Gebruiker samenvatting en leeswijzer van “Report Honeybee Surveillance Program the Netherlands, 2015 – 2016”
    Steen, J.J.M. van der; Knoben, Nieke ; Biesmeijer, K. - \ 2016
    Wageningen : Bijen@wur - 3
    Report Honeybee Surveillance Program the Netherlands
    Biesmeijer, Koos ; Steen, J.J.M. van der - \ 2016
    Leiden : Naturalis - 35
    Functional traits help to explain half-century long shifts in pollinator distributions
    Aguirre-Gutiérrez, Jesús ; Kissling, W.D. ; Carvalheiro, Luísa G. ; WallisDevries, Michiel F. ; Franzén, Markus ; Biesmeijer, Jacobus C. - \ 2016
    Scientific Reports 6 (2016). - ISSN 2045-2322

    Changes in climate and land use can have important impacts on biodiversity. Species respond to such environmental modifications by adapting to new conditions or by shifting their geographic distributions towards more suitable areas. The latter might be constrained by species' functional traits that influence their ability to move, reproduce or establish. Here, we show that functional traits related to dispersal, reproduction, habitat use and diet have influenced how three pollinator groups (bees, butterflies and hoverflies) responded to changes in climate and land-use in the Netherlands since 1950. Across the three pollinator groups, we found pronounced areal range expansions (>53%) and modelled range shifts towards the north (all taxa: 17-22 km), west (bees: 14 km) and east (butterflies: 11 km). The importance of specific functional traits for explaining distributional changes varied among pollinator groups. Larval diet preferences (i.e. carnivorous vs. herbivorous/detritivorous and nitrogen values of host plants, respectively) were important for hoverflies and butterflies, adult body size for hoverflies, and flight period length for all groups. Moreover, interactions among multiple traits were important to explain species' geographic range shifts, suggesting that taxon-specific multi-trait analyses are needed to predict how global change will affect biodiversity and ecosystem services.!

    Meer bloemen, meer bijen in agrarische landschappen?
    Bukovinszki, T. ; Biesmeijer, J.C. ; Wäckers, F.L. ; Prins, H.H.T. ; Kleijn, D. - \ 2016
    Landschap : tijdschrift voor landschapsecologie en milieukunde 33 (2016)1. - ISSN 0169-6300 - p. 37 - 40.
    cultuurlandschap - functionele biodiversiteit - wilde bijenvolken - apidae - bombus - bloemen - bijenstanden - bestuiving - veldproeven - cultural landscape - functional biodiversity - wild honey bee colonies - apidae - bombus - flowers - apiaries - pollination - field tests
    In moderne cultuurlandschappen wordt het voor wilde bijen steeds moeilijker om de benodigde hulpbronnen, zoals bloemen en nestgelegenheid te bemachtigen. Wij willen nagaan of de aanleg van meerjarige bloemenvelden de achteruitgang van wilde bijen in deze landschappen kan tegengaan. De resultaten laten zien dat het verhogen van het aanbod van bloemen kan leiden tot een soortenrijkere gemeenschap van wilde bestuivers, niet alleen in de bloemenvelden zelf maar ook in het omliggende landschap.
    De bijdrage van (wilde) bestuivers aan een hoogwaardige teelt van peren en aardbeien : nieuwe kwantitative inzichten in de diensten geleverd door bestuivende insecten aan de fruitteeltsector in Nederland
    Groot, G.A. de; Knoben, Nieke ; Kats, R.J.M. van; Dimmers, W.J. ; Zelfde, M. van 't; Reemer, M. ; Biesmeijer, Koos ; Kleijn, D. - \ 2016
    Wageningen : Alterra, Wageningen-UR (Alterra-rapport 2716) - 67
    pyrus communis - peren - fragaria ananassa - aardbeien - bestuiving - bestuivers (dieren) - apidae - honingbijen - bombus - syrphidae - wilde bijenvolken - nederland - pyrus communis - pears - fragaria ananassa - strawberries - pollination - pollinators - apidae - honey bees - bombus - syrphidae - wild honey bee colonies - netherlands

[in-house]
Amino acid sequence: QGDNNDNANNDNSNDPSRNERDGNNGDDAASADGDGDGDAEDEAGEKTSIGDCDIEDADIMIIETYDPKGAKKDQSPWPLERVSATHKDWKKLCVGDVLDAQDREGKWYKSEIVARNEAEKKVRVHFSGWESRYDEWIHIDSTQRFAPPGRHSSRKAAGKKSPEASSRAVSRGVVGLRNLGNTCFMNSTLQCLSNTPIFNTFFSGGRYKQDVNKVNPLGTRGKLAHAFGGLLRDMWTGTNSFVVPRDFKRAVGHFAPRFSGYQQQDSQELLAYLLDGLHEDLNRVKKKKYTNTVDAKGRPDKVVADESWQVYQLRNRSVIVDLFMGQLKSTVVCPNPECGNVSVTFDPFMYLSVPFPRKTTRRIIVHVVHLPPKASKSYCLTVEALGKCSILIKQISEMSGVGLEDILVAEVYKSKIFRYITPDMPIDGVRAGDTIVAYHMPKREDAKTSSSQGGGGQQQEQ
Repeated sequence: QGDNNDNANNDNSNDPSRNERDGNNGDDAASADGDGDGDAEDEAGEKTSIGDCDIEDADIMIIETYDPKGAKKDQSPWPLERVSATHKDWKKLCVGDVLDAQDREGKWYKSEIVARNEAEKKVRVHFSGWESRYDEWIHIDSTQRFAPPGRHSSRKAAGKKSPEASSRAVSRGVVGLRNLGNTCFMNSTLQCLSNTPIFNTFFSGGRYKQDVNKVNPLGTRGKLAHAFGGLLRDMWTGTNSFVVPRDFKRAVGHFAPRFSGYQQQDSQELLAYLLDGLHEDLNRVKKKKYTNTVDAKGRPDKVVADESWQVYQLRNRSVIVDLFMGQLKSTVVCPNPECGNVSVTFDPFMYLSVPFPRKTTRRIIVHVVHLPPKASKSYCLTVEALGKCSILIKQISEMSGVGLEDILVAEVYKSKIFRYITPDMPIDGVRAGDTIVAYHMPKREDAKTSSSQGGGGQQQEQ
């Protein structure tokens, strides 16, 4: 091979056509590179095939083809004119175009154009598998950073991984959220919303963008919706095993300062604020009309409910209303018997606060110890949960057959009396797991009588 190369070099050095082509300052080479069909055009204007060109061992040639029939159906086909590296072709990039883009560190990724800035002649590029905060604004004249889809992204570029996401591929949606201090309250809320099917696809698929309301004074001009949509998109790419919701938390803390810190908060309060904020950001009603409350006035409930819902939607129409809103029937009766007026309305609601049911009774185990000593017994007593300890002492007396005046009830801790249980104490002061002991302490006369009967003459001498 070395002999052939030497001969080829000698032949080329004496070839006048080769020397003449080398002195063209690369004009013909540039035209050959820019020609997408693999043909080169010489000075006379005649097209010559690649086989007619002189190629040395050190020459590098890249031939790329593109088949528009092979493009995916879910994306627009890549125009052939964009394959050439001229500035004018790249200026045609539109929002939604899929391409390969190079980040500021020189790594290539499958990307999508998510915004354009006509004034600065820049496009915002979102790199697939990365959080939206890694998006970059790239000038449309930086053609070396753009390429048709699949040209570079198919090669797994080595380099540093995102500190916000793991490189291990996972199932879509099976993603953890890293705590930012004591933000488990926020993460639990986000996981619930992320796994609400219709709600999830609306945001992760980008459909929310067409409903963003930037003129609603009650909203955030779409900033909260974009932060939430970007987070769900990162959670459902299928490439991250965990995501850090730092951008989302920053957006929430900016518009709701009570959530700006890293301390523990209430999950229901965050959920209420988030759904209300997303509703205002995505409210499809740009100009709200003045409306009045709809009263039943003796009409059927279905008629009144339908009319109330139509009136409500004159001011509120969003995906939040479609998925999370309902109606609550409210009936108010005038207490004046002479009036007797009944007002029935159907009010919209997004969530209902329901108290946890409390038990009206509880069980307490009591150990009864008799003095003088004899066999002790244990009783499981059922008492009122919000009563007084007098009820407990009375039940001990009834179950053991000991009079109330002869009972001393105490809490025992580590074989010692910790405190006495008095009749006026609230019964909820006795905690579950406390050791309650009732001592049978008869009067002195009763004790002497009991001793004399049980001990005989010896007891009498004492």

Status and trends of European pollinators. Key findings of the STEP project
    Potts, S. ; Biesmeijer, K. ; Bommarco, R. ; Kleijn, D. ; Scheper, J.A. - \ 2015
    Sofia, Bulgaria : Pensoft Publishers - ISBN 9789546427625 - 72
    Natural Capital, and the ecosystem services derived from it, are essential to human well-be-
    ing and economic prosperity. Indeed, nature inspires and provides many solutions that can
    help us tackle some of the most pressing challenges of our time. For example, pollinators
    matter because a majority of European crops depend or benet from insect pollination.
    Another example is the contribution of pollinators to preserving cherished natural and
    cultural landscapes through wildower pollination.
    However, due to a cocktail mix of drivers of change, pollinator species are disappearing and
    pollinator populations are declining. ese losses accentuate several of our societal chal-
    lenges, including food security and ecosystem degradation. Hence, building knowledge on
    the causes behind pollinator decline, and the eects of pollinator decline on other species
    and ecosystems is essential. e STEP project has contributed signicantly within this eld,
    with a particular focus on the status and drivers behind trends in European pollinators.
    Furthermore, research into the dierent solutions for maintaining or enhancing pollinator
    populations is crucial. ese activities enrich the knowledge base on Nature-based solu-
    tions, solutions that are inspired by or supported by nature and address societal challenges
    while maintaining or enhancing our natural capital. Overall, research and innovation ac-
    tions such as those successfully supported by the STEP project, contribute to greening the
    economy and making development sustainable.
    Rapport Honingbijen : Surveillance Programma 2014
    Biesmeijer, K. ; Groot, G.A. de; Rijk, T.C. de; Steen, J.J.M. van der - \ 2015
    Leiden : Naturalis Biodiversity Center - 16
    apidae - honingbijen - bijenhouderij - diergezondheid - bijenziekten - bijensterfte - varroa - overheidsbeleid - landbouwkundig onderzoek - nederland - pesticiden - milieufactoren - apidae - honey bees - beekeeping - animal health - bee diseases - bee mortality - varroa - government policy - agricultural research - netherlands - pesticides - environmental factors
    Naar aanleiding van het door staatssecretaris Sharon Dijksma geïnitieerde brede-maatschappelijke overleg over de gezondheid van bijen zijn verschillende partijen in actie gekomen en is er een gezamenlijke agenda vastgesteld. Topprioriteit kreeg het vaststellen van de oorzaken voor de sterfte van honingbijenvolken in Nederland. Het ministerie van Economische Zaken (EZ) heeft vervolgens opdracht gegeven aan een consortium onder leiding van Prof. Dr. Koos Biesmeijer van Naturalis Biodiversity Center en de Universiteit van Amsterdam om dit consortium te leiden en vorm te geven. De hoofdfinancier is EZ (51%) met Nefyto als co-financier (49%), het totale budget bedraagt maximaal 1.2 miljoen euro en het project zal lopen van 2014 tot 2018. Hoofddoel: Vaststellen van de status van de gezondheid van honingbijen in Nederland en het in kaart brengen van de risicofactoren die correleren met de wintersterfte van volken, waaronder blootstelling aan gewasbeschermings-middelen, bijenziekten, voedselaanbod, landschap en milieu, en de imkerpraktijk.